"The Black Prophet" is a captivating novel that delves into the turbulent times of 19th-century Ireland. Set against the backdrop of the Great Famine, the story follows the lives of a group of peasants who are plagued by poverty, oppression, and the looming threat of eviction. Amidst this bleak reality, a mysterious figure known as the Black Prophet emerges, claiming to possess supernatural powers and offering hope to the desperate and downtrodden. As the villagers become increasingly drawn to his charismatic presence, they must grapple with their own beliefs, fears, and the consequences of blindly following a prophet whose motives remain shrouded in secrecy.

  • The Birds Of The Innocent Wood by Deirdre Madden

    "The Birds of the Innocent Wood" is a captivating novel that explores the intricate dynamics of family relationships and the lasting impact of past traumas. Set in Ireland, the story follows a young woman named Alice as she navigates the complexities of her family's history, uncovering long-held secrets and confronting the ghosts of her past. With beautifully crafted prose and a keen eye for detail, the author delves into themes of memory, identity, and the power of forgiveness, creating a poignant and thought-provoking narrative that will resonate with readers.

  • Surrogate City by Hugo Hamilton

    "Surrogate City" is a thought-provoking novel that explores the complexities of identity and belonging. Set in a futuristic world where people can transfer their consciousness into robotic bodies, the story follows a young man named Jack who becomes a surrogate for a wealthy family. As Jack navigates his new life, he grapples with questions of authenticity, love, and the true meaning of being human. With its captivating narrative and philosophical undertones, the book offers a unique perspective on the future of technology and the essence of humanity.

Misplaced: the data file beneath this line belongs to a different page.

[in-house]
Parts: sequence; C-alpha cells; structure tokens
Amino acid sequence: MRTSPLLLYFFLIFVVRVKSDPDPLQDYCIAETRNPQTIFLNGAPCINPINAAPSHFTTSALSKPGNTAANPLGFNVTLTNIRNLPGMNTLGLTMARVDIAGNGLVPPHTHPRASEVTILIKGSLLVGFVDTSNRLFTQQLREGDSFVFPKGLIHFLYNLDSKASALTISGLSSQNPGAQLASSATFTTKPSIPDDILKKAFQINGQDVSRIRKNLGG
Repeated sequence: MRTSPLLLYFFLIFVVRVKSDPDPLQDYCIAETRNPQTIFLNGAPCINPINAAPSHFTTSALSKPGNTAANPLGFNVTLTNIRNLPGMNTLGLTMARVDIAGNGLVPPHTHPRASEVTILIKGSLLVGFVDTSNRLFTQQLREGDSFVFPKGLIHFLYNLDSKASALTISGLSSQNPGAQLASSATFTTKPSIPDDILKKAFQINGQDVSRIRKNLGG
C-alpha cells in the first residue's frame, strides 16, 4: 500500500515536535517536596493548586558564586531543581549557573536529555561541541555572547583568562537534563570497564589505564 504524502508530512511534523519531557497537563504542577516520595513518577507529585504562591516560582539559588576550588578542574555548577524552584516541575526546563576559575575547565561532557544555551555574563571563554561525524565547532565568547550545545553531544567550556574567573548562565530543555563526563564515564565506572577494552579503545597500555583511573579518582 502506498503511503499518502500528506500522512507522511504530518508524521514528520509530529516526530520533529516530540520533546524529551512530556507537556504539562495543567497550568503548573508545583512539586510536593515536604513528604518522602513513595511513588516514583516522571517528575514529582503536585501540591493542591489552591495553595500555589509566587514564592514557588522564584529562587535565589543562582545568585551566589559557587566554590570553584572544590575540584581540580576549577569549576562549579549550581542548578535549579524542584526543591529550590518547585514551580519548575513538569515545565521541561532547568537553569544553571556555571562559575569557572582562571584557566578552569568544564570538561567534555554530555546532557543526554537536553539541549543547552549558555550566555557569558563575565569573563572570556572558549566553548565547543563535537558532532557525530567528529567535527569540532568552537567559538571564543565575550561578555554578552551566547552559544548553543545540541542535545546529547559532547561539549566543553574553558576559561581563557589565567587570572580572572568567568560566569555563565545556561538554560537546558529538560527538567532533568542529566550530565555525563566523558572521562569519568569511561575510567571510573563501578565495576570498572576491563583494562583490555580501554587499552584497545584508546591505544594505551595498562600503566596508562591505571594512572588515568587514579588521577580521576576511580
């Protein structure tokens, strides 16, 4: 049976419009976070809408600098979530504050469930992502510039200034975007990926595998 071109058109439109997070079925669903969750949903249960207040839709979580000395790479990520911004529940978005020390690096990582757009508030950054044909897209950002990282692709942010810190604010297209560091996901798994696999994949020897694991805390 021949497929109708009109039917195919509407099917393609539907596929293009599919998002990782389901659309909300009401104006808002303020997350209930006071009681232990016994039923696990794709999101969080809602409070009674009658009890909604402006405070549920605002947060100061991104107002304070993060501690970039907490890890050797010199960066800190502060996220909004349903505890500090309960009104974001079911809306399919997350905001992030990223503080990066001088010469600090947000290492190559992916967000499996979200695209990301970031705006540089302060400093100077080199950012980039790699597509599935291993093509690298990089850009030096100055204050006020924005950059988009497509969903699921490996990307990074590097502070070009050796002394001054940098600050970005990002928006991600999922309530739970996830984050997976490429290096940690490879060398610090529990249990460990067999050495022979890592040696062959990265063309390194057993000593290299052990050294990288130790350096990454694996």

• Love And Sleep by Sean O'Reilly

    "Love And Sleep" is a captivating novel that explores the complex and intertwined lives of a group of individuals in a small town. Set against the backdrop of a mysterious sleeping sickness that plagues the community, the story delves into themes of love, loss, and the power of human connection. Through vivid and lyrical prose, the author skillfully weaves together multiple narratives, each offering a unique perspective on the human experience. With its rich character development and thought-provoking exploration of the human condition, "Love And Sleep" is a compelling and deeply moving tale.

About this list

James Joyce Center with The Irish Times, 50 Books

The James Joyce Center co-sponsored a contest with The Irish Times voting on the best Irish novels. They had a predetermined list of books which the voters could choose from.

Added 5 months ago.